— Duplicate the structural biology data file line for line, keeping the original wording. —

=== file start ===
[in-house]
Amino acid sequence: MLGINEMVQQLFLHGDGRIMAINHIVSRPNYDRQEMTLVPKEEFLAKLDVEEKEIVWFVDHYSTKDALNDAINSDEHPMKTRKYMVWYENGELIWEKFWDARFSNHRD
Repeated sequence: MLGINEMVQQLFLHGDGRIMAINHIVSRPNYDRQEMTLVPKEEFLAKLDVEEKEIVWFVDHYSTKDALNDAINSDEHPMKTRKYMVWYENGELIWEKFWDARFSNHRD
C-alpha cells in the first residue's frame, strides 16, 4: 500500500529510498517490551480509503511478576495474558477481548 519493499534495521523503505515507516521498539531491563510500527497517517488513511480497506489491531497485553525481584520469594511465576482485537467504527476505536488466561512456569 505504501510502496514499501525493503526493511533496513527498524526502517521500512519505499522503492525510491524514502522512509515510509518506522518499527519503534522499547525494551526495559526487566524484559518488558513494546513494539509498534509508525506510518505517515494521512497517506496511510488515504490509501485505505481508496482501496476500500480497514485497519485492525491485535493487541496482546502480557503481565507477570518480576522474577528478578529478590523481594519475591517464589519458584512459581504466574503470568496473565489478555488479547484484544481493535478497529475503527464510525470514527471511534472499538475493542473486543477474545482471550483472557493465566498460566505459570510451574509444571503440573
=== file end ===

[in-house]
Amino acid sequence: MLGINEMVQQLFLHGDGRIMAINHIVSRPNYDRQEMTLVPKEEFLAKLDVEEKEIVWFVDHYSTKDALNDAINSDEHPMKTRKYMVWYENGELIWEKFWDARFSNHRD
Repeated sequence: MLGINEMVQQLFLHGDGRIMAINHIVSRPNYDRQEMTLVPKEEFLAKLDVEEKEIVWFVDHYSTKDALNDAINSDEHPMKTRKYMVWYENGELIWEKFWDARFSNHRD
C-alpha cells in the first residue's frame, strides 16, 4: 500500500529510498517490551480509503511478576495474558477481548 519493499534495521523503505515507516521498539531491563510500527497517517488513511480497506489491531497485553525481584520469594511465576482485537467504527476505536488466561512456569 505504501510502496514499501525493503526493511533496513527498524526502517521500512519505499522503492525510491524514502522512509515510509518506522518499527519503534522499547525494551526495559526487566524484559518488558513494546513494539509498534509508525506510518505517515494521512497517506496511510488515504490509501485505505481508496482501496476500500480497514485497519485492525491485535493487541496482546502480557503481565507477570518480576522474577528478578529478590523481594519475591517464589519458584512459581504466574503470568496473565489478555488479547484484544481493535478497529475503527464510525470514527471511534472499538475493542473486543477474545482471550483472557493465566498460566505459570510451574509444571503440573